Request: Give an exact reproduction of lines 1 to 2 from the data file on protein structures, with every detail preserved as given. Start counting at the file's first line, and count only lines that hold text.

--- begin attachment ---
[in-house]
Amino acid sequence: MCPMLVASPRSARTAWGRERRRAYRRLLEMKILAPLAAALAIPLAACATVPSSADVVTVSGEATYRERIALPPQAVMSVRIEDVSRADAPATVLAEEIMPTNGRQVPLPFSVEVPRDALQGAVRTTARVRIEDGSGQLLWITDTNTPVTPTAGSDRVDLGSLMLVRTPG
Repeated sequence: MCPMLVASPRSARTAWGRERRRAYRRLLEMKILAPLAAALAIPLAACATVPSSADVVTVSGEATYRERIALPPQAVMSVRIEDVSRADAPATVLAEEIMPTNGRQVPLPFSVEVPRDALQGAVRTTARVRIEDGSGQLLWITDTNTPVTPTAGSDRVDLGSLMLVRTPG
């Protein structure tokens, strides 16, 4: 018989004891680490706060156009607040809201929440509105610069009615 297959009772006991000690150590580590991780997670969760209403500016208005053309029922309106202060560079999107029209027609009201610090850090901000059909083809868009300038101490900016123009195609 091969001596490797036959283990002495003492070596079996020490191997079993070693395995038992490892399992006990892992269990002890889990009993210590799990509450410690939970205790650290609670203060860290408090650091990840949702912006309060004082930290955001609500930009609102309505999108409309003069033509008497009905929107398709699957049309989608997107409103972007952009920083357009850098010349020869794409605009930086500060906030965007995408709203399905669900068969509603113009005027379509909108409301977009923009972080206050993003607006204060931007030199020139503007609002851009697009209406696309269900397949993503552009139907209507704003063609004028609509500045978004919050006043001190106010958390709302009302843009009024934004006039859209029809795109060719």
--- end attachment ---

[in-house]
Amino acid sequence: MCPMLVASPRSARTAWGRERRRAYRRLLEMKILAPLAAALAIPLAACATVPSSADVVTVSGEATYRERIALPPQAVMSVRIEDVSRADAPATVLAEEIMPTNGRQVPLPFSVEVPRDALQGAVRTTARVRIEDGSGQLLWITDTNTPVTPTAGSDRVDLGSLMLVRTPG